Proteomic and functional analysis of NCS-1 binding proteins reveals novel signaling pathways required for inner ear development in zebrafish
1 Department of Pharmacology, Penn State College of Medicine, 500 University Drive, Hershey PA 17033, USA
2 Department of Biology, Gettysburg College, 300 North Washington Street, Gettysburg PA 17325, USA
3 Department of Molecular Neuroscience, Krasnow Institute for Advanced Study, George Mason University, 4400 University Drive, Fairfax VA 22030, USA
BMC Neuroscience 2009, 10:27 doi:10.1186/1471-2202-10-27Published: 25 March 2009
The semicircular canals, a subdivision of the vestibular system of the vertebrate inner ear, function as sensors of angular acceleration. Little is currently known, however, regarding the underlying molecular mechanisms that govern the development of this intricate structure. Zebrafish represent a particularly tractable model system for the study of inner ear development. This is because the ear can be easily visualized during early embryogenesis, and both forward and reverse genetic techniques are available that can be applied to the discovery of novel genes that contribute to proper ear development. We have previously shown that in zebrafish, the calcium sensing molecule neuronal calcium sensor-1 (NCS-1) is required for semicircular canal formation. The function of NCS-1 in regulating semicircular canal formation has not yet been elucidated.
We initiated a multistep functional proteomic strategy to identify neuronal calcium sensor-1 (NCS-1) binding partners (NBPs) that contribute to inner ear development in zebrafish. By performing a Y2H screen in combination with literature and database searches, we identified 10 human NBPs. BLAST searches of the zebrafish EST and genomic databases allowed us to clone zebrafish orthologs of each of the human NBPs. By investigating the expression profiles of zebrafish NBP mRNAs, we identified seven that were expressed in the developing inner ear and overlapped with the ncs-1a expression profile. GST pulldown experiments confirmed that selected NBPs interacted with NCS-1, while morpholino-mediated knockdown experiments demonstrated an essential role for arf1, pi4kβ, dan, and pink1 in semicircular canal formation.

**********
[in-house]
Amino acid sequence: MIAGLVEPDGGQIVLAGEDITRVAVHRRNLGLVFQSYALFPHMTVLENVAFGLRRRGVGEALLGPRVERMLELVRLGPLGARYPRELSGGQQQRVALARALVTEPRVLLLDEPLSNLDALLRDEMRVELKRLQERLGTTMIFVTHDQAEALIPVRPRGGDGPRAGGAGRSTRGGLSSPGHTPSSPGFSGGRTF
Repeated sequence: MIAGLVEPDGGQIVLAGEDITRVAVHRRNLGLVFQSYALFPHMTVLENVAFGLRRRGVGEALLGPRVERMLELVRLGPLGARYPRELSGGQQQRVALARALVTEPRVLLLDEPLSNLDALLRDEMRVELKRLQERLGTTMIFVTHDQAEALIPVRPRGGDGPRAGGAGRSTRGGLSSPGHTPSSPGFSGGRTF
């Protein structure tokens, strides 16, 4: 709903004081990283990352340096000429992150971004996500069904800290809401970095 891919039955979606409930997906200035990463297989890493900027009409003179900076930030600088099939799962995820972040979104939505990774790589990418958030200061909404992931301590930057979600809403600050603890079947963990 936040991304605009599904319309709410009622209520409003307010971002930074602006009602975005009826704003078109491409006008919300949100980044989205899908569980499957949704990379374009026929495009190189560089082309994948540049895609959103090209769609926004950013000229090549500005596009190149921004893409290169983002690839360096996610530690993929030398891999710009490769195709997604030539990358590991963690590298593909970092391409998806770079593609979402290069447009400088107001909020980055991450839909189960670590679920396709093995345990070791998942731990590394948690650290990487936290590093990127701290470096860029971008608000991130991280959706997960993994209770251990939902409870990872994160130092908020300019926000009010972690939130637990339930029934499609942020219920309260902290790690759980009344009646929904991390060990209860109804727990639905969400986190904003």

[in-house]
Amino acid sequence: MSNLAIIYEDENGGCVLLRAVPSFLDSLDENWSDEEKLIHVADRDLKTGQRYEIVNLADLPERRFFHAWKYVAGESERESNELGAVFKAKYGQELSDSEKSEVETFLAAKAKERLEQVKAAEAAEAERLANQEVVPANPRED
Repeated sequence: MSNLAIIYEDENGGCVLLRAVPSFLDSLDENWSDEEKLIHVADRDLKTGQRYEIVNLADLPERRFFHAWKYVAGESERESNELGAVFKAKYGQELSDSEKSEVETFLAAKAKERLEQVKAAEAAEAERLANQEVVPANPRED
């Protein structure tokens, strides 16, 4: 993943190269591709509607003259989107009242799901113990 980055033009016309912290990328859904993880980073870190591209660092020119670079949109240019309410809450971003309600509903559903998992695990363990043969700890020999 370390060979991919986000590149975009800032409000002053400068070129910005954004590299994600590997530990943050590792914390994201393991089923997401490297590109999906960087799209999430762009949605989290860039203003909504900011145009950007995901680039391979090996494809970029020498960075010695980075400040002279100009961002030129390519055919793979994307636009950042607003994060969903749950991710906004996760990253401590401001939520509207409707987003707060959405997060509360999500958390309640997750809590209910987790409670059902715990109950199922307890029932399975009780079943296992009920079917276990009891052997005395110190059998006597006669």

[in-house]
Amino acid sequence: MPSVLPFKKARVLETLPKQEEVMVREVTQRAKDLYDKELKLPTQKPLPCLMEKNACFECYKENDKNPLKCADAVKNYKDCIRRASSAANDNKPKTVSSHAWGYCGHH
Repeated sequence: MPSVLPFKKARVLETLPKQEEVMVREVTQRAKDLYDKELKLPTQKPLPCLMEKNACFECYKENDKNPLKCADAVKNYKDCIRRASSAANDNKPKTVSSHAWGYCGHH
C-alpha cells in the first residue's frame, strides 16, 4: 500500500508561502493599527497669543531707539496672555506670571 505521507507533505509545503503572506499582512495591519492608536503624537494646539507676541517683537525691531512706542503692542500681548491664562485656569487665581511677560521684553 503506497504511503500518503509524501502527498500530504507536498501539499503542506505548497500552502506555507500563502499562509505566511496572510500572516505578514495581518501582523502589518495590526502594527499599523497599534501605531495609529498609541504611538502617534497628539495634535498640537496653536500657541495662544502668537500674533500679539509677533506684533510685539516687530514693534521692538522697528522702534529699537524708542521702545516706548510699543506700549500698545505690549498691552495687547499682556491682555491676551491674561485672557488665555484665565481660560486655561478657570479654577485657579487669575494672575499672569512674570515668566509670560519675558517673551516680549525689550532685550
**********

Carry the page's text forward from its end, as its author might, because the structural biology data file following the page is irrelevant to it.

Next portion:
Based on their functional profiles, the hypothesis is presented that Ncs-1a/Pi4kβ/Arf1 form a signaling pathway that regulates secretion of molecular components, including Dan and Bmp4, that are required for development of the vestibular apparatus. A second set of NBPs, consisting of Pink1, Hint2, and Slc25a25, are destined for localization in mitochondria. Our findings reveal a novel signalling pathway involved in development of the semicircular canal system, and suggest a previously unrecognized role for NCS-1 in mitochondrial function via its association with several mitochondrial proteins.